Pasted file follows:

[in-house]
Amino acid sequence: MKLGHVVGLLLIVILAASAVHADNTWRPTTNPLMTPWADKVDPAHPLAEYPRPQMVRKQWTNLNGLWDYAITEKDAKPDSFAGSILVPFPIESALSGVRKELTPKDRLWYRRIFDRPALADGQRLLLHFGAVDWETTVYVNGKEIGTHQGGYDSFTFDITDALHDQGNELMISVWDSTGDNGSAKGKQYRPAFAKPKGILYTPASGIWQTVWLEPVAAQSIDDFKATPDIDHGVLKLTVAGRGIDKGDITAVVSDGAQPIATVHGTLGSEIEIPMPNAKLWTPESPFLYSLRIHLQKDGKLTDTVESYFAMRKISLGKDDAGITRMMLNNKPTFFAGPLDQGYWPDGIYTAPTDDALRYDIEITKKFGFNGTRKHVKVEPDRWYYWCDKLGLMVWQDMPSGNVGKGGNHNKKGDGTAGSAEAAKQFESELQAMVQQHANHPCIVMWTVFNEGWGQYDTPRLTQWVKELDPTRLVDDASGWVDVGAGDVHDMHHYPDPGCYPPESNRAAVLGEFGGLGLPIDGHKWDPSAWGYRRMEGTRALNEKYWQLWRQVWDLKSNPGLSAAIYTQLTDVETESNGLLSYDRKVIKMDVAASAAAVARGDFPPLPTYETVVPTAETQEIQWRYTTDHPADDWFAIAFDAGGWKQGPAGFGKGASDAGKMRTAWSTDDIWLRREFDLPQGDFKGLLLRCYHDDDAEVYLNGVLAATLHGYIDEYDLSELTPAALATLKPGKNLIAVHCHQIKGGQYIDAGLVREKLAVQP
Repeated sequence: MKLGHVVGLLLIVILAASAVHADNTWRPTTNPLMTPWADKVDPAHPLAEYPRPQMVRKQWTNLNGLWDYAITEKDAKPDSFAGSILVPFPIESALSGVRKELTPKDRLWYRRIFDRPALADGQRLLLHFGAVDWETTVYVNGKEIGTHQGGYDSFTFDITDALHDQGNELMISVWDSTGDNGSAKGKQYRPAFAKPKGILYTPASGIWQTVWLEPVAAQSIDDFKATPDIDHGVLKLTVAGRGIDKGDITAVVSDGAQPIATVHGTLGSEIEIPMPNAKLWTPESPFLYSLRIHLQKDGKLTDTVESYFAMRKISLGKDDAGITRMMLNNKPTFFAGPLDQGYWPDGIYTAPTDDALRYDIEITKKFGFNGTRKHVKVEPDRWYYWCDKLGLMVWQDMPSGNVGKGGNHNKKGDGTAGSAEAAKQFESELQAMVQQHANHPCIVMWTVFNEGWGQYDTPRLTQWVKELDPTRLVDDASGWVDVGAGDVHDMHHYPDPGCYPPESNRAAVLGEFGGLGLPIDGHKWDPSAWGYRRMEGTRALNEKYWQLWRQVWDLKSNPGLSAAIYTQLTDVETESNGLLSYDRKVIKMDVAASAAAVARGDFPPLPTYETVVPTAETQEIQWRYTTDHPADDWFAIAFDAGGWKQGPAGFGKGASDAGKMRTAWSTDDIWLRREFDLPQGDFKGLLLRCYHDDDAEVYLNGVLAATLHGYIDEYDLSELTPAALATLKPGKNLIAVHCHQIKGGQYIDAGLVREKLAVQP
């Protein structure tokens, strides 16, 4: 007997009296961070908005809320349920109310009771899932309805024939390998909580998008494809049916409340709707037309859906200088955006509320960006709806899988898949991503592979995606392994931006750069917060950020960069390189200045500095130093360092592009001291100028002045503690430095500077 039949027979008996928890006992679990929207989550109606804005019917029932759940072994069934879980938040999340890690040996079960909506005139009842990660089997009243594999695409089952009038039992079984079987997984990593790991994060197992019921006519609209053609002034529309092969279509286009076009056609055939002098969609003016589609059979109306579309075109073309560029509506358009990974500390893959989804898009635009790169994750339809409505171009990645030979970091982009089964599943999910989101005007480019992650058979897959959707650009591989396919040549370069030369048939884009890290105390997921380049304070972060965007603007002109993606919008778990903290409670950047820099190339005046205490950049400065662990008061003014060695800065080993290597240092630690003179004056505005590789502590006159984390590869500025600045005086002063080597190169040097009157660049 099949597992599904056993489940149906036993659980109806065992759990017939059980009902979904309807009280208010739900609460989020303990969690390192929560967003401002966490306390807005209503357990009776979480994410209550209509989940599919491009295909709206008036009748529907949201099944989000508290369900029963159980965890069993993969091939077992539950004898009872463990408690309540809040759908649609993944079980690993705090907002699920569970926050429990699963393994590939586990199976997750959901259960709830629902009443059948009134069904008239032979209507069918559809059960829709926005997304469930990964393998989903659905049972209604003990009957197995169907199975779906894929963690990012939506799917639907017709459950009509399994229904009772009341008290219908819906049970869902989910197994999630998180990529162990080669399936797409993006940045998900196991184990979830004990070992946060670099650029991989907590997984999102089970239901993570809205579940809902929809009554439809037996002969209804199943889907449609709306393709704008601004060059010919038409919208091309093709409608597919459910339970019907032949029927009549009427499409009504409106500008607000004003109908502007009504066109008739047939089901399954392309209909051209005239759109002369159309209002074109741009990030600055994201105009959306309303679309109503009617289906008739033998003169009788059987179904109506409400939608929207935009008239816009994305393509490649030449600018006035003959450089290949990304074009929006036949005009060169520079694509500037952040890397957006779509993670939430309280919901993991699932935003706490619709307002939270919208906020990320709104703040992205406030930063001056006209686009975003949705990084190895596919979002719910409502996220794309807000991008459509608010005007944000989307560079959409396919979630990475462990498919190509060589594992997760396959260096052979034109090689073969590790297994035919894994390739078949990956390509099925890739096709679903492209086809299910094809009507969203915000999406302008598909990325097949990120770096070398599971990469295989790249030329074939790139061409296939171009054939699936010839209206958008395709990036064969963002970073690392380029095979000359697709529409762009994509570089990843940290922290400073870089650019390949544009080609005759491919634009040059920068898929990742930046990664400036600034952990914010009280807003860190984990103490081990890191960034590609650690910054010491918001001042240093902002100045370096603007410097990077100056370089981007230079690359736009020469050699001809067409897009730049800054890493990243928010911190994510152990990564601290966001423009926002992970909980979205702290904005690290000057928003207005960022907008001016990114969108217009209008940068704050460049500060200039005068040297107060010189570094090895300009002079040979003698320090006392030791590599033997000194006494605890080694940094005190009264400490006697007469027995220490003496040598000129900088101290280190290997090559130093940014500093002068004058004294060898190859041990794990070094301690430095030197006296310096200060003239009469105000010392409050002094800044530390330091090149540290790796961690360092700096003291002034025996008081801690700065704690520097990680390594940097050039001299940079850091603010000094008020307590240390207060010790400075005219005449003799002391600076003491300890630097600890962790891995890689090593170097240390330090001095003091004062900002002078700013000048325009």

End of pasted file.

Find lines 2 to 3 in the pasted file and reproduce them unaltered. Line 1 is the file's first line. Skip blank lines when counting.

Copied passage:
Amino acid sequence: MKLGHVVGLLLIVILAASAVHADNTWRPTTNPLMTPWADKVDPAHPLAEYPRPQMVRKQWTNLNGLWDYAITEKDAKPDSFAGSILVPFPIESALSGVRKELTPKDRLWYRRIFDRPALADGQRLLLHFGAVDWETTVYVNGKEIGTHQGGYDSFTFDITDALHDQGNELMISVWDSTGDNGSAKGKQYRPAFAKPKGILYTPASGIWQTVWLEPVAAQSIDDFKATPDIDHGVLKLTVAGRGIDKGDITAVVSDGAQPIATVHGTLGSEIEIPMPNAKLWTPESPFLYSLRIHLQKDGKLTDTVESYFAMRKISLGKDDAGITRMMLNNKPTFFAGPLDQGYWPDGIYTAPTDDALRYDIEITKKFGFNGTRKHVKVEPDRWYYWCDKLGLMVWQDMPSGNVGKGGNHNKKGDGTAGSAEAAKQFESELQAMVQQHANHPCIVMWTVFNEGWGQYDTPRLTQWVKELDPTRLVDDASGWVDVGAGDVHDMHHYPDPGCYPPESNRAAVLGEFGGLGLPIDGHKWDPSAWGYRRMEGTRALNEKYWQLWRQVWDLKSNPGLSAAIYTQLTDVETESNGLLSYDRKVIKMDVAASAAAVARGDFPPLPTYETVVPTAETQEIQWRYTTDHPADDWFAIAFDAGGWKQGPAGFGKGASDAGKMRTAWSTDDIWLRREFDLPQGDFKGLLLRCYHDDDAEVYLNGVLAATLHGYIDEYDLSELTPAALATLKPGKNLIAVHCHQIKGGQYIDAGLVREKLAVQP
Repeated sequence: MKLGHVVGLLLIVILAASAVHADNTWRPTTNPLMTPWADKVDPAHPLAEYPRPQMVRKQWTNLNGLWDYAITEKDAKPDSFAGSILVPFPIESALSGVRKELTPKDRLWYRRIFDRPALADGQRLLLHFGAVDWETTVYVNGKEIGTHQGGYDSFTFDITDALHDQGNELMISVWDSTGDNGSAKGKQYRPAFAKPKGILYTPASGIWQTVWLEPVAAQSIDDFKATPDIDHGVLKLTVAGRGIDKGDITAVVSDGAQPIATVHGTLGSEIEIPMPNAKLWTPESPFLYSLRIHLQKDGKLTDTVESYFAMRKISLGKDDAGITRMMLNNKPTFFAGPLDQGYWPDGIYTAPTDDALRYDIEITKKFGFNGTRKHVKVEPDRWYYWCDKLGLMVWQDMPSGNVGKGGNHNKKGDGTAGSAEAAKQFESELQAMVQQHANHPCIVMWTVFNEGWGQYDTPRLTQWVKELDPTRLVDDASGWVDVGAGDVHDMHHYPDPGCYPPESNRAAVLGEFGGLGLPIDGHKWDPSAWGYRRMEGTRALNEKYWQLWRQVWDLKSNPGLSAAIYTQLTDVETESNGLLSYDRKVIKMDVAASAAAVARGDFPPLPTYETVVPTAETQEIQWRYTTDHPADDWFAIAFDAGGWKQGPAGFGKGASDAGKMRTAWSTDDIWLRREFDLPQGDFKGLLLRCYHDDDAEVYLNGVLAATLHGYIDEYDLSELTPAALATLKPGKNLIAVHCHQIKGGQYIDAGLVREKLAVQP